How To Prevent Unwanted And Frustrating Derailments


Anyone who has selected model railroading for their hobby can tell you that there is a necessity to develop hobby related knowledge in a variety of areas to be able to build a successful model train layout.  One must achieve a fairly high level of patience as well to create a realistic and smooth operating model railroad, and here in lies the rub:  if as a hobbyist you are not attentive to the smallest of details the result you create will fall short of your goals, and your railroad will not be as you visualized it to be.

Anyone who has selected model railroading for their hobby can tell you that there is a necessity to develop hobby related knowledge in a variety of areas to be able to build a successful model train layout.  One must achieve a fairly high level of patience as well to create a realistic and smooth operating model railroad, and here in lies the rub:  if as a hobbyist you are not attentive to the smallest of details the result you create will fall short of your goals, and your railroad will not be as you visualized it to be.Having said this, one of the problems that can occur and with far more regularity than you would like involves trains which derail on a constant basis.  Because this can be so terribly frustrating for the model railroader they may even decide to abandon the hobby which would be a sad loss.

If you are having problems with trains that derail there are actually a number of steps which can be done or executed to prevent this issue, and it may also be helpful to know that you are not alone. 

Derailments of model trains is a rather common problem for many hobbyist and the following information should prove to be a useful approach to correcting this unwanted and frustrating issue:

1.  As with any type of problem we’ll begin with the number one culprit for derailment of trains which is faulty trackwork.  Where this may seem like something which is rather obvious, it is none-the-less the most common reason for derailments.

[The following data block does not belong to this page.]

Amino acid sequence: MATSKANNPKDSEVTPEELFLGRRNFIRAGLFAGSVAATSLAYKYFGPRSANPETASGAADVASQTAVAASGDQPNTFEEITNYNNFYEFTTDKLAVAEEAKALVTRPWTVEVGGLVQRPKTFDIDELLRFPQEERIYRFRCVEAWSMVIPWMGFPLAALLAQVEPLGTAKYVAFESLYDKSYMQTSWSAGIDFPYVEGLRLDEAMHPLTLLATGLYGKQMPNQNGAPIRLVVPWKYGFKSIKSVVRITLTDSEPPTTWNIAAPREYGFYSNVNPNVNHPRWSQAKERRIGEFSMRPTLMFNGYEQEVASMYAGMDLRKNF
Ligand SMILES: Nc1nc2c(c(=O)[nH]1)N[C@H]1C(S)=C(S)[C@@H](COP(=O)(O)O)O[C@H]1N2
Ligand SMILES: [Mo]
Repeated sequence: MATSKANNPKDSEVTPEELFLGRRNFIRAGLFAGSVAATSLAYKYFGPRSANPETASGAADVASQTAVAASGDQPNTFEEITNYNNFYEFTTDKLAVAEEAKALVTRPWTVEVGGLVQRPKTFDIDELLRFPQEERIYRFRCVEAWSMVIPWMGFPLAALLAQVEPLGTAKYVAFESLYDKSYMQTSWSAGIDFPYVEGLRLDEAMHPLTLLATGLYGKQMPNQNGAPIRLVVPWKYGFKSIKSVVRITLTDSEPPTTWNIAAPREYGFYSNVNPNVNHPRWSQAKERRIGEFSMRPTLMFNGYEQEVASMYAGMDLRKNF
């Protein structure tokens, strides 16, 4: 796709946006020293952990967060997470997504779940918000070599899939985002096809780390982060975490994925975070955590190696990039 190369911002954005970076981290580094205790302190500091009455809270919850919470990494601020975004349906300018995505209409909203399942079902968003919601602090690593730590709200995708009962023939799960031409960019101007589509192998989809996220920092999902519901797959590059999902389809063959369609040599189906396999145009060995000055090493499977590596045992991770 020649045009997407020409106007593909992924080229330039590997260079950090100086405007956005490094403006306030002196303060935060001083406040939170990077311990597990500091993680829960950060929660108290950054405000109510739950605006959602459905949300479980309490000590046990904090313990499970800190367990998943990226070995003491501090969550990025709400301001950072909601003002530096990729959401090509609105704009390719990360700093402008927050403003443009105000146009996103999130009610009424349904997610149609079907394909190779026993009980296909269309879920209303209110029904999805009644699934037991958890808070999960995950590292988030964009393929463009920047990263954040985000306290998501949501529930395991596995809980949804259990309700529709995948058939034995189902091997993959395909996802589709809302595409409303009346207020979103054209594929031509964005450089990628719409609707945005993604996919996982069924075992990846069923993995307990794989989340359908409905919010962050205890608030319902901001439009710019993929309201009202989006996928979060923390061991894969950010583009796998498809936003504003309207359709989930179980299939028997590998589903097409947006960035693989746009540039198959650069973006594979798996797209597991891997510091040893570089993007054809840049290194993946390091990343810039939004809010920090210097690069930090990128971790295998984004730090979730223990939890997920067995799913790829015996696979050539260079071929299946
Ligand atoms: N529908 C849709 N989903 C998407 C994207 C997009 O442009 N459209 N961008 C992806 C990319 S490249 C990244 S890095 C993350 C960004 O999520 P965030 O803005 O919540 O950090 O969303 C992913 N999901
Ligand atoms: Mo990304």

With that said, it is important that you take the time to inspect all of your track joints.  If you have a rather extensive layout this can be time consumptive but the reward will outweigh the effort that you’ve applied to solving this problem. 

Make sure that the track joints are level and that there is a minimal gap between each of the joints.  You can accomplish this by simply running your index finger over the your joints and if this is an obvious issue you’ll be able to see the discrepancy quickly.  Next, it would be a good idea to in fact solder all of your joints together.  The reason for this is because changes in humidity can cause your tracks to expand and contract.  If you have excess material or uneven joints which are kind of lumpy as the result of soldering take a small file and level the solder.

2.  When you purchase railcars or locomotives you should give some consideration to their length.  Experienced model railroaders will confirm that one other reason for derailments can be the length of your cars.  The bottom line is the shorter your locomotive or railcars are, the lower the probability that they will derail.

3.  If you apply the same safety principles which most drivers do when operating a motor vehicle to operating your trains, you’ll be taking a step in the right direction for reducing the possibility of an unwanted and even expensive derailment. 

At the very least you’ll be protecting the money that you’ve invested in your trains.  Therefore, when operating your trains, give consideration to their operational speed.  Too fast may cause a derailment.  Increase the speed of your locomotive gradually, and make sure you actually come to a complete stop before attempting to change direction.  Also, it would also be a good idea to check the routing of your switches before you make a crossing.

4.  When trying to determine why trains are derailing follow this principle:  If a car is continuously derailing at the same spot it is most likely your track.  However, if this is happening at more than one spot than it is more probable that there is something wrong with the car itself.

5.  If you have a locomotive or railcar that derails far too often you can then conclude that some adjustments are required for that particular car.  It may be a matter of adding more weight to the car, or the couplers may have to be adjusted.  Make sure that you check the car’s wheels as there may be a correctable issue there as well.